Adhesion of yeasts and bacteria to silicone rubber is one of the first steps in the biodeterioration of indwelling, silicone rubber voice prostheses. In this paper, silicone rubber, so-called "Groningen button," voice prostheses were treated with a colloidal palladium/tin solution to form a thin metal coat intended to discourage biofilm formation. First it was demonstrated that this treatment did not negatively affect the airflow resistance of the prostheses or induce any cytotoxicity. Subsequently, palladium/tin-treated voice prostheses were placed in a modified Robbins device together with untreated control prostheses to evaluate biofilm formation. Biofilms were formed by inoculating the device for 3 days with the total cultivable microflora obtained from an explanted, malfunctioning voice prosthesis supplemented with separately isolated yeasts (Candida albicans and Candida tropicalis). After 3 days the device was perfused three times daily with growth medium and phosphate-buffered saline. The device was allowed to drain between perfusions to better mimic the conditions in the oropharynx (moist but not always fully wetted). After 9 days the total number of bacterial and fungal colony-forming units on the prostheses were determined microbiologically, and scanning electron micrographs were taken of the valve sides. Biofilm formation was significantly less on the heavily treated palladium/tin prostheses than it was on the untreated prostheses although some ingrowing microcolonies also were observed on the treated prostheses. The spread of the biofilms was smaller on the treated prostheses than on the untreated ones.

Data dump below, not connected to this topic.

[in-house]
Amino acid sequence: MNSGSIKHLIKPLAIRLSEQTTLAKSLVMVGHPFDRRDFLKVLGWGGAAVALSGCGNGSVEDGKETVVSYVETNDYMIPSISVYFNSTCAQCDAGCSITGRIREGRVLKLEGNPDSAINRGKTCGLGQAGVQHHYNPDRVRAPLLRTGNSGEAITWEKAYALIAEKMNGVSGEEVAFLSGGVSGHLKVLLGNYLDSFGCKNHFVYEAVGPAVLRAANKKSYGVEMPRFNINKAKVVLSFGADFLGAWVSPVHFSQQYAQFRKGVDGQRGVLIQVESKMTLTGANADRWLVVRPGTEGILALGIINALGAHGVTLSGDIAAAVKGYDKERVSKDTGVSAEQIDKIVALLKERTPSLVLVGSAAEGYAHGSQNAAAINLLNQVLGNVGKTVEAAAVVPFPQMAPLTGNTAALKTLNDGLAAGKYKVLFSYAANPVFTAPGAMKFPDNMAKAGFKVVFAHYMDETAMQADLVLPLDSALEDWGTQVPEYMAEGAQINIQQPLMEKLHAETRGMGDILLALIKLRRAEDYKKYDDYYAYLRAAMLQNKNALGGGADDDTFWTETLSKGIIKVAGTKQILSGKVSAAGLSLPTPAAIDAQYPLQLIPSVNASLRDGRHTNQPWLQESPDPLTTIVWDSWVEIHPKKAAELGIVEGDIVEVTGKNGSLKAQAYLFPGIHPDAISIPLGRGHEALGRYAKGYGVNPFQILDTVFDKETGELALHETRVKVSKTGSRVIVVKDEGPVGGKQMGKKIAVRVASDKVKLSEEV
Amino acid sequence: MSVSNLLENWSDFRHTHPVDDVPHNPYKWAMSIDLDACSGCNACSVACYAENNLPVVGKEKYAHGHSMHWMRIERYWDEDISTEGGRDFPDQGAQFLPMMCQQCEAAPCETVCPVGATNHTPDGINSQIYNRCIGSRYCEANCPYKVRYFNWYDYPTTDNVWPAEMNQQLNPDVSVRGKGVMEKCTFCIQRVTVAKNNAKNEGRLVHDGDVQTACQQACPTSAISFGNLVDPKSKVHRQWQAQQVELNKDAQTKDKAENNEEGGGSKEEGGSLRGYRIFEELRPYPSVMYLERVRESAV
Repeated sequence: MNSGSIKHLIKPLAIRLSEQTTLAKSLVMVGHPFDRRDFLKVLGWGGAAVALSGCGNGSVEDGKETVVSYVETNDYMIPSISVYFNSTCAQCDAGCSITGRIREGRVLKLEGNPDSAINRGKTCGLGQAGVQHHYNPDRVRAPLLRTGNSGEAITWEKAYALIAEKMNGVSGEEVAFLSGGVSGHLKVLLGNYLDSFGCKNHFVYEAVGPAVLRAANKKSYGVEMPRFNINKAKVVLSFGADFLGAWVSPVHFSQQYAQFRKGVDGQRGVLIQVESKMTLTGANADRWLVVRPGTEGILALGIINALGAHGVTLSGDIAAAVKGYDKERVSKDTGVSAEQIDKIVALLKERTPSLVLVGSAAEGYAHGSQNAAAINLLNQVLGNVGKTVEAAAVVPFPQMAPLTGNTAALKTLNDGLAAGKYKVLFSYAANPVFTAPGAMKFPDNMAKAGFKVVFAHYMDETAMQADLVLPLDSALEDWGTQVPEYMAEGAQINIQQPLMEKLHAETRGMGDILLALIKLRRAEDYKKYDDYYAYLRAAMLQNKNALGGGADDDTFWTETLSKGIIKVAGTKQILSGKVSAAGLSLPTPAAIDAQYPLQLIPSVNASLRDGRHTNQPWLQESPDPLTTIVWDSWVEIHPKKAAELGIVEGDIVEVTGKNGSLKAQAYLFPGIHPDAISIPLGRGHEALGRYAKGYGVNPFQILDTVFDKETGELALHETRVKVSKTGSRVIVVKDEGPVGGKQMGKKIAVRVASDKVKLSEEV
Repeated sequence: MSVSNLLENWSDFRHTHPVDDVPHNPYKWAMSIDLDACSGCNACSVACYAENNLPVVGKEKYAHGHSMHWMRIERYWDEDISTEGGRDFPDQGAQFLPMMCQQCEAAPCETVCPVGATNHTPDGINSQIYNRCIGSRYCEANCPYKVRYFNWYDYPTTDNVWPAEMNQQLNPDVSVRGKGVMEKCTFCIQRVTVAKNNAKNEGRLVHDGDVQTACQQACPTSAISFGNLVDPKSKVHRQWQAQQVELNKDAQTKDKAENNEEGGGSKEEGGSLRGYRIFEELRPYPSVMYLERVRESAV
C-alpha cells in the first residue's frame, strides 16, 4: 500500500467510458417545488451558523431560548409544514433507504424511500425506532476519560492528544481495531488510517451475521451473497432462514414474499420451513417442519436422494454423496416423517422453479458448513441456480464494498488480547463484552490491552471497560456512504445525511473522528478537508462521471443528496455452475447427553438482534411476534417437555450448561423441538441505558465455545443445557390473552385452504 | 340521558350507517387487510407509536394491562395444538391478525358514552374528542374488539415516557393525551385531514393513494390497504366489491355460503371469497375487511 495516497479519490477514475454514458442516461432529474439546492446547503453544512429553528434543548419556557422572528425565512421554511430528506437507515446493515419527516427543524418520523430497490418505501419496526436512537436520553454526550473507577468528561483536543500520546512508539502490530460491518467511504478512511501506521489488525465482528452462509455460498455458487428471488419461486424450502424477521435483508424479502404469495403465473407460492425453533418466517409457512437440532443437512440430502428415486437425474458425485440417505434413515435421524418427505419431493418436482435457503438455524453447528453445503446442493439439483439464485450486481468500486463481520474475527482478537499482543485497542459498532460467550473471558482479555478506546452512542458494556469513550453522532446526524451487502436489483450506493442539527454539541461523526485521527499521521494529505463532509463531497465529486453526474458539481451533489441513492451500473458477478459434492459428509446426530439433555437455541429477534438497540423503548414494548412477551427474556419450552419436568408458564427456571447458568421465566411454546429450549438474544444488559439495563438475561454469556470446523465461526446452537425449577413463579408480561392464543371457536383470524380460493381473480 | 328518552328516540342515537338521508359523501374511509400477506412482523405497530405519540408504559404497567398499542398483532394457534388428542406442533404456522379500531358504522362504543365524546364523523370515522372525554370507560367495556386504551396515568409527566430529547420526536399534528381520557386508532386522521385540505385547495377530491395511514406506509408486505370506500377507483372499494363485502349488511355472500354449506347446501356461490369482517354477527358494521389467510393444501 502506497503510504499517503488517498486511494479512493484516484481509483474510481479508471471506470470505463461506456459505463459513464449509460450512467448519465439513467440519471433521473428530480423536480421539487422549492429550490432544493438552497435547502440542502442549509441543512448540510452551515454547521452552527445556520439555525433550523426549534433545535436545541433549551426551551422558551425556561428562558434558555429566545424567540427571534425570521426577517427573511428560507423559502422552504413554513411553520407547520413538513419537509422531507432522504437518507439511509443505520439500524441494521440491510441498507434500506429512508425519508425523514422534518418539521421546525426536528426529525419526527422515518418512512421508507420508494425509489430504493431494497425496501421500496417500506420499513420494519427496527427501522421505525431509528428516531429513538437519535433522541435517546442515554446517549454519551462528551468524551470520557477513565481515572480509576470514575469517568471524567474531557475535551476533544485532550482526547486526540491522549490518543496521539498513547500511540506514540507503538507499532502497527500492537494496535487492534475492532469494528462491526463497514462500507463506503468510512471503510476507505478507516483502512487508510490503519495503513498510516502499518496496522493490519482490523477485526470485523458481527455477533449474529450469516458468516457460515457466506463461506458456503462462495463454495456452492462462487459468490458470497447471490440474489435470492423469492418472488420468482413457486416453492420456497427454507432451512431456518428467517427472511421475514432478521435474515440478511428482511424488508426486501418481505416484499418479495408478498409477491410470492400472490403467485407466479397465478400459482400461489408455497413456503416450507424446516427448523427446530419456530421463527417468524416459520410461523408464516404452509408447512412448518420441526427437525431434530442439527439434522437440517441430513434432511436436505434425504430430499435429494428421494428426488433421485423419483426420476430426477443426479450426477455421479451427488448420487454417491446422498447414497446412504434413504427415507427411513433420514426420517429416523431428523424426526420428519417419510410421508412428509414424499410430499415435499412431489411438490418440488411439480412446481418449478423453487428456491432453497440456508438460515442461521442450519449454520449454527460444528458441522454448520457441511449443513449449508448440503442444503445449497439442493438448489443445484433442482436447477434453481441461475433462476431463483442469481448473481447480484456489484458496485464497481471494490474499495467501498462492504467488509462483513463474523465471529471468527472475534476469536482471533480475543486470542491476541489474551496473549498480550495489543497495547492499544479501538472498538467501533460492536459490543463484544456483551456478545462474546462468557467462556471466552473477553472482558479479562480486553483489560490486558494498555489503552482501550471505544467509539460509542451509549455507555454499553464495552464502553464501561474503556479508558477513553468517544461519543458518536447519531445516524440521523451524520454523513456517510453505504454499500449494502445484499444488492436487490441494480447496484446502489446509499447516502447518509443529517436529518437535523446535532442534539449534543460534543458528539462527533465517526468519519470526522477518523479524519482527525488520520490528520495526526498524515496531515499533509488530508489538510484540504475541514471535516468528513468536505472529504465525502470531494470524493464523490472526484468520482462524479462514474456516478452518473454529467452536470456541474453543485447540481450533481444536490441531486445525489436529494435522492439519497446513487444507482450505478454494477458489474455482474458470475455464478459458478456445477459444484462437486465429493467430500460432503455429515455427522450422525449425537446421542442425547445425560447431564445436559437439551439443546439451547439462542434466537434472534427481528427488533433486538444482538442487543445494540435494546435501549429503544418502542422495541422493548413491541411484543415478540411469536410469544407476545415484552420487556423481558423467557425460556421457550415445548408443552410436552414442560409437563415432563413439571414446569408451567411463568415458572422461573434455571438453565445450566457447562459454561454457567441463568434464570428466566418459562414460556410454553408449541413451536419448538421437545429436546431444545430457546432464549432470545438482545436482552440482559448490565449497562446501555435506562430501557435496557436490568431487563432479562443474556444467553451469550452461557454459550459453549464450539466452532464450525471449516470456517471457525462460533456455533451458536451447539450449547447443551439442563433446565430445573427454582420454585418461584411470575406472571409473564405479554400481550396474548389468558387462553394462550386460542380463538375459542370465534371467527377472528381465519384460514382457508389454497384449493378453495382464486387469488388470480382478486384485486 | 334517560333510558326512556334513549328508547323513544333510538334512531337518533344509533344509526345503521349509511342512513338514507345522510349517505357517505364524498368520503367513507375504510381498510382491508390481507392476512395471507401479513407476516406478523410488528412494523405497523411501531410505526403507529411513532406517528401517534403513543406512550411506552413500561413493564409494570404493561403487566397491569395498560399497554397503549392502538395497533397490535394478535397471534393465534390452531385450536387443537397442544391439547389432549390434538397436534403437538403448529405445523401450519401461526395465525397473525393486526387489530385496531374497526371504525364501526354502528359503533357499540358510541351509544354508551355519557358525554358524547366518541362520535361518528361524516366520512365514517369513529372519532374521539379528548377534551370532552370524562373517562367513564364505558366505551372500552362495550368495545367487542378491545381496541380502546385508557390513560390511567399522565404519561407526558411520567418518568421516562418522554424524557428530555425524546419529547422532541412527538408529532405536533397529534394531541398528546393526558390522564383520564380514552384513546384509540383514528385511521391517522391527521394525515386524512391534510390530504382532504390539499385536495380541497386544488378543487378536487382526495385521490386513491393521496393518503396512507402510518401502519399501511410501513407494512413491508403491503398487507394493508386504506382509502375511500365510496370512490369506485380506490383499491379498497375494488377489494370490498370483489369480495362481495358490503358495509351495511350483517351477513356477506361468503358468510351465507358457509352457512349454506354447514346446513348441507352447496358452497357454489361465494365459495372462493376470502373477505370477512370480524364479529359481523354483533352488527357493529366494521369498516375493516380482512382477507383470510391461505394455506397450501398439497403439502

Copyright 2000 John Wiley & Sons, Inc.